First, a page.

Practical tools, activities, and resources
to guide instruction

Instruction - Listening Comprehension

Activities By Proficiency Level

For students at lower proficiency levels (SPLs 0–3), listening comprehension practice can focus on listening and identifying, following directions, asking and answering basic questions related to immediate needs, indicating level of comprehension, and targeted listening for particular language features. For example, have students do the following:

  • Use pictures and flashcards to identify vocabulary words
  • Listen and select, draw, perform, or write a response
  • Describe pictures to determine what is the same/different
  • Follow two- or three-step instructions to complete a simple task or put a series of pictures in order
  • Practice with numbers that sound similar (e.g., 13/30, 15/50)
  • Practice simple phrases to ask for clarification or repetition at work
  • Complete cloze dictations by listening for specific information/words in a sentence
  • Listen for intonation and stress in a sentence or question
  • Show understanding through gestures and simple responses

For students at higher proficiency levels (SPLs 4–8), listening comprehension practice can focus on listening and summarizing, listening to extended speech, responding appropriately, retelling stories, and building vocabulary to increase comprehension on a variety of topics. For example, have students do the following:

  • Listen to a conversation or story and then summarize the main points
  • Ask appropriate follow-up questions based on previously asked questions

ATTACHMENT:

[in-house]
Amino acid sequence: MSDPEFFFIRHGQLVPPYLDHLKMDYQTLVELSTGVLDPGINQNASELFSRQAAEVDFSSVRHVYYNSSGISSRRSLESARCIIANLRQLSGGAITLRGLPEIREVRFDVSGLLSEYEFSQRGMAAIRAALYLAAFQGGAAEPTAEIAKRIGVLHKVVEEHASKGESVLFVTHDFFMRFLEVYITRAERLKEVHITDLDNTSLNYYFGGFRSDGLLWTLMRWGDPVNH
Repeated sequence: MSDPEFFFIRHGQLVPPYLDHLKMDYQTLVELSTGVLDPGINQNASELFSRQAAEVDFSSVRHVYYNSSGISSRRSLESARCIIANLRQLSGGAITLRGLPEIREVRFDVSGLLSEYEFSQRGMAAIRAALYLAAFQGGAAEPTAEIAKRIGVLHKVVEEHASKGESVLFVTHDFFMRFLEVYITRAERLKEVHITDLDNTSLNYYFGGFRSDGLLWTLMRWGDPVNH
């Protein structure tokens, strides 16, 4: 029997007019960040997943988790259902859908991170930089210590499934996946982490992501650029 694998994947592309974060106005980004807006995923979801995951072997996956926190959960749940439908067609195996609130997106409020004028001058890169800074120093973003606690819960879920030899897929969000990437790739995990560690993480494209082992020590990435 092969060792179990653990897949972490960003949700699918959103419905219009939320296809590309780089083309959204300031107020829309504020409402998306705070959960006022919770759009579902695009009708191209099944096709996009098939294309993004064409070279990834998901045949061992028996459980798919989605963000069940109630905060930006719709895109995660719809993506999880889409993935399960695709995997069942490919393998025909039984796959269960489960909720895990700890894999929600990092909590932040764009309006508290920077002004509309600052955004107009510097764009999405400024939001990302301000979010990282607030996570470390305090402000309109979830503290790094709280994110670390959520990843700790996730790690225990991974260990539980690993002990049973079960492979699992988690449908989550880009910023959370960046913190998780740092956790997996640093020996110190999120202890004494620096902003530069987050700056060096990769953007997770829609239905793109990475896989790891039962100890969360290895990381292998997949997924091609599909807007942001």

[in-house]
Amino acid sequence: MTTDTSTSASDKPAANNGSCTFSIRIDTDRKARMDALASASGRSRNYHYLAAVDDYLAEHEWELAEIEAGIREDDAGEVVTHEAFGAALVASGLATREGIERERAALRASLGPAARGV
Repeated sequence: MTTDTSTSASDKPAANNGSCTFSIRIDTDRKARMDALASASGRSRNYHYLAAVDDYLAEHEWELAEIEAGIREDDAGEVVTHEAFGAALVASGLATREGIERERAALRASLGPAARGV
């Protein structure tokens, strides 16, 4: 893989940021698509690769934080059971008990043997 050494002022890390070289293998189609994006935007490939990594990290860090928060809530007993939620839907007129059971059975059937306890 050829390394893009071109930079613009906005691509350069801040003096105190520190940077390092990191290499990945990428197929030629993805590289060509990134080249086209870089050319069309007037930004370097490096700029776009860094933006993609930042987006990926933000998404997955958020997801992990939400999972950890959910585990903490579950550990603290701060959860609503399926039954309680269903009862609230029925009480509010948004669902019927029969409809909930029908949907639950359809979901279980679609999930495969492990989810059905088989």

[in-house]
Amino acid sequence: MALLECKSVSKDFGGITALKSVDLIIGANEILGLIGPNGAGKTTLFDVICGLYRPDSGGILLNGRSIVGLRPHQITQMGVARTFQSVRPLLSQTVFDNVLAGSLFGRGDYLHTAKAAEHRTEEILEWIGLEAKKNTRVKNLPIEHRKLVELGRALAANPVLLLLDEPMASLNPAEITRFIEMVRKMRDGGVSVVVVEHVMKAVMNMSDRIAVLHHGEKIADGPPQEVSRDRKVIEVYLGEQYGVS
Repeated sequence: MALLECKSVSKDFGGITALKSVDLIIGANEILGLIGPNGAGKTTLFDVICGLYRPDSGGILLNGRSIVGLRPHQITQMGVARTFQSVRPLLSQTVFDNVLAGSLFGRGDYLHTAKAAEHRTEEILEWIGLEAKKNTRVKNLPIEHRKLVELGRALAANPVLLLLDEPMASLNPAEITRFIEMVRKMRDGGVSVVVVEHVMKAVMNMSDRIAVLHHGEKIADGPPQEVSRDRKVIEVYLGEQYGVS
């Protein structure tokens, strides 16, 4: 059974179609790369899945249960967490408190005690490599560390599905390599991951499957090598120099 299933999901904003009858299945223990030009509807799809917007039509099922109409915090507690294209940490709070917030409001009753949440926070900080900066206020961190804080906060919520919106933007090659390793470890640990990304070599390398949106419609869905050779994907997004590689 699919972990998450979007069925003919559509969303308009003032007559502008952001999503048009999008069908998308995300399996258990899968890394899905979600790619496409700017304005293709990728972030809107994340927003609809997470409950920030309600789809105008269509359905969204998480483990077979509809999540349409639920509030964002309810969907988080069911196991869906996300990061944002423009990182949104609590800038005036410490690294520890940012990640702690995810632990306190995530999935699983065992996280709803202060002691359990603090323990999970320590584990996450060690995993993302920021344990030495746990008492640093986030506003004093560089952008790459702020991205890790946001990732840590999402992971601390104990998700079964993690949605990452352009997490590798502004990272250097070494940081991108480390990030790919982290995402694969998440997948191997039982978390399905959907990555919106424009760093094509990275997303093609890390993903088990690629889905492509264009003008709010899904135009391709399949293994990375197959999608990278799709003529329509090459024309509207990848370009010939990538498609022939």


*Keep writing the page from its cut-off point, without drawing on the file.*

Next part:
• Gradually increase the number of details to listen for in an extended speech sample
  • Listen for specific information over the telephone or in a recorded message
  • Identify information from reported speech
  • Listen to speech samples from television, radio, video, and the Internet on a variety of topics with related vocabulary development exercises
  • Determine meaning from idioms and phrasal verbs commonly used in conversation
  • Listen and understand rapid, colloquial, or regional speech
  • Distinguish between descriptions of comparing and contrasting
  • Respond to reduced speech and linked words (e.g., “Do you want to go to the store?” becoming “Wanna go-duh thuh store?”)
  • Make predictions and inferences from available information and context clues
  • Recognize and respond to the use of pragmatic speech acts (i.e., “Do you have a watch?” in order to ask someone for the time)
  • Identify the main idea, supporting details, and concluding idea in a speech sample

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